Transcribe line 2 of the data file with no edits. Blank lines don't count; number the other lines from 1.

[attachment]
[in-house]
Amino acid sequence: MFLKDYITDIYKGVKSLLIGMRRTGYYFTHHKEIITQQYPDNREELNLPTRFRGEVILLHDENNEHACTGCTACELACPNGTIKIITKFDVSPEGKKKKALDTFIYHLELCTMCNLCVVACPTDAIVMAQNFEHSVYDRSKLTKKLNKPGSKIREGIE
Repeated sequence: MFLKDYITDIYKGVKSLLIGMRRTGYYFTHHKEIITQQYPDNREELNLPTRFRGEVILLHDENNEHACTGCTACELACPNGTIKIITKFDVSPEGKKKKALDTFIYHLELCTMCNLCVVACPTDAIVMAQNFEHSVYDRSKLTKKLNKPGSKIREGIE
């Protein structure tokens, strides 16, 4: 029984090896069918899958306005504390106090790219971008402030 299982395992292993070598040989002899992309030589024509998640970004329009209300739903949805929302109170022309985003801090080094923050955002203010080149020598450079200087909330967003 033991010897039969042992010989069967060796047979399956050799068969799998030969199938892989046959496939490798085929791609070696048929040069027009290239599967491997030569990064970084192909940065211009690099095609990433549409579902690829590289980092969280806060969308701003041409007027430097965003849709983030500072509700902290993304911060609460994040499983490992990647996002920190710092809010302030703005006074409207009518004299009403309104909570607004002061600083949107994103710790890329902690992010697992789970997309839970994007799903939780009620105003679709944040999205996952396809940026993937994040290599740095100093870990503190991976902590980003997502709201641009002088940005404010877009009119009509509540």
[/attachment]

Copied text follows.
Amino acid sequence: MFLKDYITDIYKGVKSLLIGMRRTGYYFTHHKEIITQQYPDNREELNLPTRFRGEVILLHDENNEHACTGCTACELACPNGTIKIITKFDVSPEGKKKKALDTFIYHLELCTMCNLCVVACPTDAIVMAQNFEHSVYDRSKLTKKLNKPGSKIREGIE